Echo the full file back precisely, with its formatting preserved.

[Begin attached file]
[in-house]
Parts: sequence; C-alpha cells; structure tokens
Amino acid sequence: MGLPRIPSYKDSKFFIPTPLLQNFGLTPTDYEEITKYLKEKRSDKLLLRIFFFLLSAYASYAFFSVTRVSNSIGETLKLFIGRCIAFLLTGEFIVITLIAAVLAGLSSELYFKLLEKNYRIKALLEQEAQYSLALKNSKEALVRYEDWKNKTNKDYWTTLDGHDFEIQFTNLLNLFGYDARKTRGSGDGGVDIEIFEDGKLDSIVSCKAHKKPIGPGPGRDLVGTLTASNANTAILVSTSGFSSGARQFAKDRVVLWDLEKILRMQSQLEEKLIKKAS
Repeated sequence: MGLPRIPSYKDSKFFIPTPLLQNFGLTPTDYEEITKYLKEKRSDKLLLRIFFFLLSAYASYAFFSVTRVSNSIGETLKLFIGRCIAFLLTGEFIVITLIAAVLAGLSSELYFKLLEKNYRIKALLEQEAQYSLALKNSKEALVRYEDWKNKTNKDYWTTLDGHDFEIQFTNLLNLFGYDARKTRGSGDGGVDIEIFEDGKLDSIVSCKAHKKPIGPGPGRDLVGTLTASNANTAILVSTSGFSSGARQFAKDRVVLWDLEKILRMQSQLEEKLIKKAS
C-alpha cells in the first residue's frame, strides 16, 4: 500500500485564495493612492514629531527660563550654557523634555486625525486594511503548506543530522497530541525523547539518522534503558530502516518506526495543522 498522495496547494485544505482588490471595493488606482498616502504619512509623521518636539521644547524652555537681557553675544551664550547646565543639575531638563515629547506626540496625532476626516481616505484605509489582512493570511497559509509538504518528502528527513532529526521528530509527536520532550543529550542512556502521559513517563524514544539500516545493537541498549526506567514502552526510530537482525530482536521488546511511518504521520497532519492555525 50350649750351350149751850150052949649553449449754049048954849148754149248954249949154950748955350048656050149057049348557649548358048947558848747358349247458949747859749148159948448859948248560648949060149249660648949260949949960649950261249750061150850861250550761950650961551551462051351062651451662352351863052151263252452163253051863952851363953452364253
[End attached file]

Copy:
[in-house]
Parts: sequence; C-alpha cells; structure tokens
Amino acid sequence: MGLPRIPSYKDSKFFIPTPLLQNFGLTPTDYEEITKYLKEKRSDKLLLRIFFFLLSAYASYAFFSVTRVSNSIGETLKLFIGRCIAFLLTGEFIVITLIAAVLAGLSSELYFKLLEKNYRIKALLEQEAQYSLALKNSKEALVRYEDWKNKTNKDYWTTLDGHDFEIQFTNLLNLFGYDARKTRGSGDGGVDIEIFEDGKLDSIVSCKAHKKPIGPGPGRDLVGTLTASNANTAILVSTSGFSSGARQFAKDRVVLWDLEKILRMQSQLEEKLIKKAS
Repeated sequence: MGLPRIPSYKDSKFFIPTPLLQNFGLTPTDYEEITKYLKEKRSDKLLLRIFFFLLSAYASYAFFSVTRVSNSIGETLKLFIGRCIAFLLTGEFIVITLIAAVLAGLSSELYFKLLEKNYRIKALLEQEAQYSLALKNSKEALVRYEDWKNKTNKDYWTTLDGHDFEIQFTNLLNLFGYDARKTRGSGDGGVDIEIFEDGKLDSIVSCKAHKKPIGPGPGRDLVGTLTASNANTAILVSTSGFSSGARQFAKDRVVLWDLEKILRMQSQLEEKLIKKAS
C-alpha cells in the first residue's frame, strides 16, 4: 500500500485564495493612492514629531527660563550654557523634555486625525486594511503548506543530522497530541525523547539518522534503558530502516518506526495543522 498522495496547494485544505482588490471595493488606482498616502504619512509623521518636539521644547524652555537681557553675544551664550547646565543639575531638563515629547506626540496625532476626516481616505484605509489582512493570511497559509509538504518528502528527513532529526521528530509527536520532550543529550542512556502521559513517563524514544539500516545493537541498549526506567514502552526510530537482525530482536521488546511511518504521520497532519492555525 50350649750351350149751850150052949649553449449754049048954849148754149248954249949154950748955350048656050149057049348557649548358048947558848747358349247458949747859749148159948448859948248560648949060149249660648949260949949960649950261249750061150850861250550761950650961551551462051351062651451662352351863052151263252452163253051863952851363953452364253